'The environment is quite hostile': Undocumented workers in U.K. face mounting opposition

Advocates for undocumented workers in the United Kingdom say they have always faced numerous obstacles, but recent changes in legislation mean illegal migrants now face increasingly restrictive immigration controls and sanctions on illegal work.

Illegal migrants are the most marginalized group in Britain's labour market and make an easy target

Hundreds of protesters gather in the rain outside a burger restaurant in central London to protest the deportation of several undocumented employees. (Lauren Courtenay/CBC)

The years David spent working undocumented in London were some of the most humiliating of his life.

"I was waiting every day for somebody to come and take me," says the 59-year-old from the former Soviet republic of Georgia. "Somebody gave them the address of where I was working, and the guys came to take me from my job."

Spotting the immigration officers on a security camera, David hid and avoided arrest. "I was homeless straight away after that," he says.

"It was a very humiliating time in my life."

David was approved to remain in the U.K. six years ago and is living legally in London. But for others like David, similar hardships remain a daily battle.

Advocates for undocumented workers say they have always faced obstacles ranging from disproportionately low wages to unsafe work conditions.

A protester at a demonstration organized to draw attention to the plight of undocumented workers holds a sign outside a Byron Burger restaurant in central London. (Lauren Courtenay/CBC)

But recent changes in legislation mean illegal migrants now also face increasingly restrictive immigration controls and sanctions on illegal work.

The government's 2016 Immigration Act, which received royal assent in May, makes illegal work a criminal offence. Workers caught without documentation can face unlimited fines and a maximum sentence of six months in jail.

Immigration enforcement officers have been given enhanced search and seizure powers over properties based on suspicion of illegal immigrants.

The new legislation also introduced measures to "prevent illegal migrants accessing services" such as driver's licences and bank accounts.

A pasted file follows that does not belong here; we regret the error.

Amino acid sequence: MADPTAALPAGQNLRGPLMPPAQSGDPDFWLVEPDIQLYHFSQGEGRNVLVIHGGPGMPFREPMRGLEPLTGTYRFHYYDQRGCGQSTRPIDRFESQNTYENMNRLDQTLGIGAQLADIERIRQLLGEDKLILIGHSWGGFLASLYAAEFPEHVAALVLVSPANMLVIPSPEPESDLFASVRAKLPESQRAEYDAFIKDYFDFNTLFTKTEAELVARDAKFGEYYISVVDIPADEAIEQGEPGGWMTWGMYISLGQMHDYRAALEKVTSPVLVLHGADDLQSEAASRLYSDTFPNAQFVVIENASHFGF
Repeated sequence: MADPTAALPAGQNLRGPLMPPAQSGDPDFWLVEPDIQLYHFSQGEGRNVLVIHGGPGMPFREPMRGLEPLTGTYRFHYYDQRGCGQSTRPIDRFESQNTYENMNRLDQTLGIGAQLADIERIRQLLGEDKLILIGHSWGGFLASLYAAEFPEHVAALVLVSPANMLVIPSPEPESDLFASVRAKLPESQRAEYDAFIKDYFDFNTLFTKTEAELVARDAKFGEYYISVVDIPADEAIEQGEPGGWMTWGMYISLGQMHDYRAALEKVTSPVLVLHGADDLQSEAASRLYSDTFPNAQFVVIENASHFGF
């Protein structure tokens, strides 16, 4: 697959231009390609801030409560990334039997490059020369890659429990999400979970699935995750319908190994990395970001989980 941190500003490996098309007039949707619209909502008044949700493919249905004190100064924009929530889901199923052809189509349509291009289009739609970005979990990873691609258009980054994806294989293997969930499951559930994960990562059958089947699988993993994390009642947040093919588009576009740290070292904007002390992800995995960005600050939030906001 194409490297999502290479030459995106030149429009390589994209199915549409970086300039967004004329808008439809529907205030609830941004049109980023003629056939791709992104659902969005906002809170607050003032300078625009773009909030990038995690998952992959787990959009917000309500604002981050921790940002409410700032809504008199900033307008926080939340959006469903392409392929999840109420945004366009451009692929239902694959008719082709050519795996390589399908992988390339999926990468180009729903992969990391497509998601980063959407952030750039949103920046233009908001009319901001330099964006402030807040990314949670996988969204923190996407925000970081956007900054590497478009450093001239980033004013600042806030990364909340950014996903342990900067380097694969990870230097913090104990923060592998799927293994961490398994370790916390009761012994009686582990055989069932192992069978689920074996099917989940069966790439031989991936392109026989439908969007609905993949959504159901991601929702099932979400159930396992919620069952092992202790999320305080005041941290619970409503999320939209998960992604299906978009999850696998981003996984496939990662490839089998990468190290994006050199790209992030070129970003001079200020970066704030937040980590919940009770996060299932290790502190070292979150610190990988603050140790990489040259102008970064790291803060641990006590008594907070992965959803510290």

"If you are here illegally, you shouldn't be entitled to receive the everyday benefits and services available to hard-working U.K. families and people who have come to this country legitimately to contribute," then-Immigration Minister James Brokenshire said earlier this year.

Critics say the intention is to deny workers without legal status basic infrastructure to create a normal life in the U.K.

Hate crimes rise

The legislation came into effect at the same time as the U.K was caught up in the Brexit debate, which saw much attention focused on immigration.

The National Police Chiefs' council, which monitors police departments across England, Wales and Northern Ireland, reported a 42 per cent spike in hate crimes between June 16 and 30 — the weeks leading up to and following the June 23 vote.

"The environment is quite hostile," says Petros Elia, general secretary of United Voices of the World, a grassroots trade union. "The comments that people feel they're entitled to make, or that they feel are legitimate, are horrendous." 

A protester holds up a flag that reads 'Refugees Not Welcome' during a demonstration in Dover in southeast England on May 28, 2016. (AFP/Getty Images)

Racist comments at the picket line are common, says Elia, adding that these attitudes are spreading.

Immigration has been a focus of debate in the U.K. for some time.

In a speech to the 2015 Conservative Party conference, then-home secretary — and now Prime Minister — Theresa May warned of impacts she saw from immigration.

"When immigration is too high, when the pace of change is too fast, it's impossible to build a cohesive society," she said.

"We know that for people in low-paid jobs, wages are forced down even further [by immigration] while some people are forced out of work altogether."

'Outlet for their anger'

Elia says the "rhetoric" from May and other mainstream politicians has "given people an outlet for their anger.

For many undocumented workers, however, discriminatory attitudes are overshadowed by the daily anxiety of possibly being caught and deported, as David experienced before he got his papers.

"I remember one woman who said the cost of a job is putting up with all the sexual harassment," says Nazek Ramadan, director of Migrant Voices, an organization highlighting migrant voices in the media.

"Some undocumented women live with someone, a man, provide sexual services for free just to have a place to sleep."